- Associated Press - Tuesday, July 28, 2015

July 28—Construction on the beleaguered Baker Park project is still at least a year away, according to what Mayor John Sorey called a “conservative” budget proposal released Monday.

The budget for the 2015-2016 fiscal year, which City Council will discuss in August and vote on in September, includes $600,000 for Baker Park’s design, but delays by at least a year construction funding. That money is now pushed into the 2017 fiscal year “to more closely reflect the tentative construction timeline,” the city’s budget summary states.

In a contentious vote in March, City Council agreed to scrap plans for the park made by City Architect Matt Kragh, then voted again to include his plans as a starting point for the park’s new designer. The 15-acre park, which also will include about four acres of wetland, will have a boardwalk and a 231-foot pedestrian bridge connecting the park to the Gordon River Greenway.

Construction of the bridge and boardwalk is expected to begin in the 2017 fiscal year if design is completed, according to the budget. City Council during its regular meeting on Aug. 19 is expected to vote on whether to move forward with a park site review and a design review.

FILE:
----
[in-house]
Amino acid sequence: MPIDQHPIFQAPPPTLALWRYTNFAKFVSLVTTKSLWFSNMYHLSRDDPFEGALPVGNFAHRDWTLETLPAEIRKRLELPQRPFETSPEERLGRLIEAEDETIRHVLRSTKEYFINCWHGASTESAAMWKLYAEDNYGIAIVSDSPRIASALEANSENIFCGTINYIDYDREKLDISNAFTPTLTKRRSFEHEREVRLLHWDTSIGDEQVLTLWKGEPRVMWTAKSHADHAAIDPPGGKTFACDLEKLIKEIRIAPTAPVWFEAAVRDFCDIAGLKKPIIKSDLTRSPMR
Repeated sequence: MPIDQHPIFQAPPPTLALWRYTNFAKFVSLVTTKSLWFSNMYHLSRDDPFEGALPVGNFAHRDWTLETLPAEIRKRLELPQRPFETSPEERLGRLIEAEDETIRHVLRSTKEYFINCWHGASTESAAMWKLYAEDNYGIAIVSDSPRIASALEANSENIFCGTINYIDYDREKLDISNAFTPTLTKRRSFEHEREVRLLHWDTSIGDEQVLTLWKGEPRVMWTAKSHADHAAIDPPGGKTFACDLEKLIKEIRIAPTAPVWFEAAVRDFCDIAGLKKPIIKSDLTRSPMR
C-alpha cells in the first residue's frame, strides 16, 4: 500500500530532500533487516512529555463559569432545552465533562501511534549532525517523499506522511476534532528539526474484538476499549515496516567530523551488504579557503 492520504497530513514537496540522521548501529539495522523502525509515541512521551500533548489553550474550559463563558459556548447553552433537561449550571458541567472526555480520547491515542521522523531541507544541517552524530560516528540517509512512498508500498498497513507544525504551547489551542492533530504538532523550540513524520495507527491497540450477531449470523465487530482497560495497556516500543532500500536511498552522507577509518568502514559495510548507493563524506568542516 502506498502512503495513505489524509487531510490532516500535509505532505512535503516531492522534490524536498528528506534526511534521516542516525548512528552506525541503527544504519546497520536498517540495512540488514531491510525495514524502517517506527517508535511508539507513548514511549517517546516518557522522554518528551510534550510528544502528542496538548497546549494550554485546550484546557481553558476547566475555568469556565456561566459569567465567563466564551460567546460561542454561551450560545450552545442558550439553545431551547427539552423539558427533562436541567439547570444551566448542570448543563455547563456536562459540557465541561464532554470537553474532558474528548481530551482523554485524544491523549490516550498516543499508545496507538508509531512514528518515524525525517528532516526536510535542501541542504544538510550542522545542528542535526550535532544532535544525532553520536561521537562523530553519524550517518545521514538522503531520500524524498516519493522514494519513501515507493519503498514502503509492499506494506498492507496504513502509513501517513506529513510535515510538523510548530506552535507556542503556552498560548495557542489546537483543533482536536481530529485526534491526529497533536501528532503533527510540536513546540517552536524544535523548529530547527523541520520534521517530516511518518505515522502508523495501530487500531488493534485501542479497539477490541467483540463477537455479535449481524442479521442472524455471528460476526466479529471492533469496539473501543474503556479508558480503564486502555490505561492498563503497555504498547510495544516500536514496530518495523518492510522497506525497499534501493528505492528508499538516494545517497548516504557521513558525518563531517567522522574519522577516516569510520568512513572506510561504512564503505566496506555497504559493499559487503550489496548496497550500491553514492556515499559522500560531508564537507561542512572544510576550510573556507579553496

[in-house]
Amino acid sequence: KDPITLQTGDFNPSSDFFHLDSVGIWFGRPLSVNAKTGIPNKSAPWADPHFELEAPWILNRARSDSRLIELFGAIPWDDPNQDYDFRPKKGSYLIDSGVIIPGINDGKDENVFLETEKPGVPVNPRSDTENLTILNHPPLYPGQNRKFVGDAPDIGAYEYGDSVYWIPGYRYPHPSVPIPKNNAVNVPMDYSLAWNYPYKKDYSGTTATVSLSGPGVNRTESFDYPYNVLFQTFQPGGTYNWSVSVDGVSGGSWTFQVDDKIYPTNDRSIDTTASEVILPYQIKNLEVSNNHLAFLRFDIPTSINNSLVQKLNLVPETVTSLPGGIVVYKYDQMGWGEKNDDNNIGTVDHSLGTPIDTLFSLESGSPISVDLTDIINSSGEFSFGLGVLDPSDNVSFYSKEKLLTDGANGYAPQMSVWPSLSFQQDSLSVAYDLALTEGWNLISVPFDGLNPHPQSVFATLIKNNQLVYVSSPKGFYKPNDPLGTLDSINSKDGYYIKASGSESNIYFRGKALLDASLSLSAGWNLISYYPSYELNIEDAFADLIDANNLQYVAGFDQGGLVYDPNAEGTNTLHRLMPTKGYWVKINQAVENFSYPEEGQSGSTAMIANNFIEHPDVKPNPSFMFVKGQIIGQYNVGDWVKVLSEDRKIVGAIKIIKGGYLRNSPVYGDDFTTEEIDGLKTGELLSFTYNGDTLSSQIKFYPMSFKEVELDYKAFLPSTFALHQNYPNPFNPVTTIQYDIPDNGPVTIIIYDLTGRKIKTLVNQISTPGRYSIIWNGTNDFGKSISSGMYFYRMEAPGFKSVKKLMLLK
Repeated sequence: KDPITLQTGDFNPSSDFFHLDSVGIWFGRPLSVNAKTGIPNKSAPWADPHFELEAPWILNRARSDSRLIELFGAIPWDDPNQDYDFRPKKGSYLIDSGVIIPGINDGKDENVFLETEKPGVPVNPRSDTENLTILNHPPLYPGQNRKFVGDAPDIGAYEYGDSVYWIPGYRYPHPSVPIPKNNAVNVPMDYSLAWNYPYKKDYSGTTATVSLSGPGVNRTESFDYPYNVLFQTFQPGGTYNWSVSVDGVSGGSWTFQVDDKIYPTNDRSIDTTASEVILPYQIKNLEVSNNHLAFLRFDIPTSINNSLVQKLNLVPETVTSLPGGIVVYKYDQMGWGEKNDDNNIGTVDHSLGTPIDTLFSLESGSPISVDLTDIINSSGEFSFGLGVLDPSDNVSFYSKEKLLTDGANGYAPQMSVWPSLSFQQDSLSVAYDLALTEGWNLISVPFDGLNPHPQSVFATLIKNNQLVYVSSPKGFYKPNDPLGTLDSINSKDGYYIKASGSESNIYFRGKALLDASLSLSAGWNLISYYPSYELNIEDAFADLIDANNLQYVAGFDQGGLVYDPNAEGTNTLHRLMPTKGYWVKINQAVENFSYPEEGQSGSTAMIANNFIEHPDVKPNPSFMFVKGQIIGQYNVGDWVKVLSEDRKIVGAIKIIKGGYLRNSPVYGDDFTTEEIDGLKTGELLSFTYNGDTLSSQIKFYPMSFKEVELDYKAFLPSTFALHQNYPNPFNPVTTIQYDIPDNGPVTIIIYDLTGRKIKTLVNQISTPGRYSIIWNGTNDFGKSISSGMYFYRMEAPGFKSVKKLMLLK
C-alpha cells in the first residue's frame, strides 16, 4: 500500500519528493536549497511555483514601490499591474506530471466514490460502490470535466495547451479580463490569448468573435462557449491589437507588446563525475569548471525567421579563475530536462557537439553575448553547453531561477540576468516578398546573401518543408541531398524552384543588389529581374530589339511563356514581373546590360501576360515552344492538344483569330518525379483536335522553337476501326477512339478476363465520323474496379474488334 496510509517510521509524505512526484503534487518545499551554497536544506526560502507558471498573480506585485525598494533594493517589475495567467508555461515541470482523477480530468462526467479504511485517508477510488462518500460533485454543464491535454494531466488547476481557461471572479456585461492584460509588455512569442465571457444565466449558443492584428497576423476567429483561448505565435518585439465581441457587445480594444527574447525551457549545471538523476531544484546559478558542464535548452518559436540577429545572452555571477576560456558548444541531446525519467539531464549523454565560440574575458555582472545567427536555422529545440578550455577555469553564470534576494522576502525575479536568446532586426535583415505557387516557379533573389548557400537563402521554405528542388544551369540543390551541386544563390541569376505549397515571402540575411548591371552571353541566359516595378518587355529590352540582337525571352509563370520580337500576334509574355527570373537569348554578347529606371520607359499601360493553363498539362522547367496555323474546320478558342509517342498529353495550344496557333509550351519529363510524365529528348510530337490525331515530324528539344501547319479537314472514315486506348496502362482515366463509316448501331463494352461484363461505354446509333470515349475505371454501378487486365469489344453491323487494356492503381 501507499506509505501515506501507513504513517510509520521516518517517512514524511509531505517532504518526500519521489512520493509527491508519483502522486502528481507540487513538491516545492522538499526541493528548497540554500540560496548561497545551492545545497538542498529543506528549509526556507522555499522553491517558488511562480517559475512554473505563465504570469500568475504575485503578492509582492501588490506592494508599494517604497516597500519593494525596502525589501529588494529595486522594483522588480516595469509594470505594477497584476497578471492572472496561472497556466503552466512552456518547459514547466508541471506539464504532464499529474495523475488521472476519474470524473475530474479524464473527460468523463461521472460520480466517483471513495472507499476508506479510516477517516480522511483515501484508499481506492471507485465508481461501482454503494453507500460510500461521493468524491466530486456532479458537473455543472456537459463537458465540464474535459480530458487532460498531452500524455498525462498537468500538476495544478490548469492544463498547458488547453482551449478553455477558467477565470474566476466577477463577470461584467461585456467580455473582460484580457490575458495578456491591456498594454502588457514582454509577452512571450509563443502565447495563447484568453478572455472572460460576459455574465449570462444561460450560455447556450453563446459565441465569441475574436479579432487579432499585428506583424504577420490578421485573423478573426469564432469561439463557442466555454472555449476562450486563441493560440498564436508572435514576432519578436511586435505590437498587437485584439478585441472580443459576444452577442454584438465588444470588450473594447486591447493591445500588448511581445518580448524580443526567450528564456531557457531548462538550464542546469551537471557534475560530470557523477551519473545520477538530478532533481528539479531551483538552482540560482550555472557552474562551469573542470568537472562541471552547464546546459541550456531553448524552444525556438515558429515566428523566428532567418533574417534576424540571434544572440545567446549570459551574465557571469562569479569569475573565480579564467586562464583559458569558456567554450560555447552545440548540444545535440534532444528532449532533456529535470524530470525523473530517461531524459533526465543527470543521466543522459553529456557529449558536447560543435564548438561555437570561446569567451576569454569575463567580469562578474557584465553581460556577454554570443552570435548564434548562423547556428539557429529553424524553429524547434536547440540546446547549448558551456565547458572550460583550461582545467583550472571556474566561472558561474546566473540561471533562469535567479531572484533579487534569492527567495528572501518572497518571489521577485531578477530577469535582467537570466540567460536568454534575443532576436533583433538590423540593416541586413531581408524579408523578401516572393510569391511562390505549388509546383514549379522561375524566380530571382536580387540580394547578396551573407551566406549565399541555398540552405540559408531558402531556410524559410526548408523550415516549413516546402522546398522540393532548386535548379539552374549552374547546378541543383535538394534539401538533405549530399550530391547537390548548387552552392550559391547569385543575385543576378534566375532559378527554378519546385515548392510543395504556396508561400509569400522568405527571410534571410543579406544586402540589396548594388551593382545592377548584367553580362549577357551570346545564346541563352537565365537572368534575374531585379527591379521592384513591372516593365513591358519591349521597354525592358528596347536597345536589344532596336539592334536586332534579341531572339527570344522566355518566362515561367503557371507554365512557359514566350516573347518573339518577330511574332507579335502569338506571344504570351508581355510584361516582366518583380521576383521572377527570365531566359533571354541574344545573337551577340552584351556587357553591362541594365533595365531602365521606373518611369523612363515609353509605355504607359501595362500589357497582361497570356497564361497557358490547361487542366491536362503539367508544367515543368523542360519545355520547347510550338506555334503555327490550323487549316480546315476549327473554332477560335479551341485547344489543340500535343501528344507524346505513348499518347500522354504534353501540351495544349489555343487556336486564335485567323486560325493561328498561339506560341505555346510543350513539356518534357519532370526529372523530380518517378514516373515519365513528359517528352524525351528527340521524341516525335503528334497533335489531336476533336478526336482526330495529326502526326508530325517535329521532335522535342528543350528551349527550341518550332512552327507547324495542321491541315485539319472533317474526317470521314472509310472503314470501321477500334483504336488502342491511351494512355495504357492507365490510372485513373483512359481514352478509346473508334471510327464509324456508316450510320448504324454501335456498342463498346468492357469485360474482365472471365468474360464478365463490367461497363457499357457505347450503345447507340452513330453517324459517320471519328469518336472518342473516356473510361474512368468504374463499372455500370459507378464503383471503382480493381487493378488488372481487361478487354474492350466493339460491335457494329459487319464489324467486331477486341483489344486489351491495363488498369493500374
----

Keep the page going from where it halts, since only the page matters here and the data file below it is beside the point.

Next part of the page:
Sorey remains optimistic about the park’s future.

“My expectation is still, as it has been from Day 1, that construction will begin in [2016] and we’ll have ribbon cutting in [2017], which is what we had talked about continuously,” Sorey said.

Overall, the city’s proposed budget includes $34.9 million in expenditures, which is $2 million more than the current budget.

“I think it’s a very tight budget,” Sorey said. He said the city is trying to “catch up” on maintenance work as the area continues to rebound from the recent recession.

The City Dock is expected to draw a revenue increase of $10,300 with a 2.5 percent increase in commercial charter rent and a 4 percent rent increase for recreational boaters. City Harbormaster Roger Jacobsen’s request in May to use $750,000 to repair the dock was turned down by City Council. Jacobsen is expected to present a new vision for the dock at a council workshop on Aug. 17.

The dock, 95 years old, is the only wooden dock left in Naples. More than 40 beams supporting the deck aren’t connected properly and the pier planks are cracking, according to a consultant’s report that pegged the cost of the dock’s repair at $3.2 million.


(c)2015 the Naples Daily News (Naples, Fla.)

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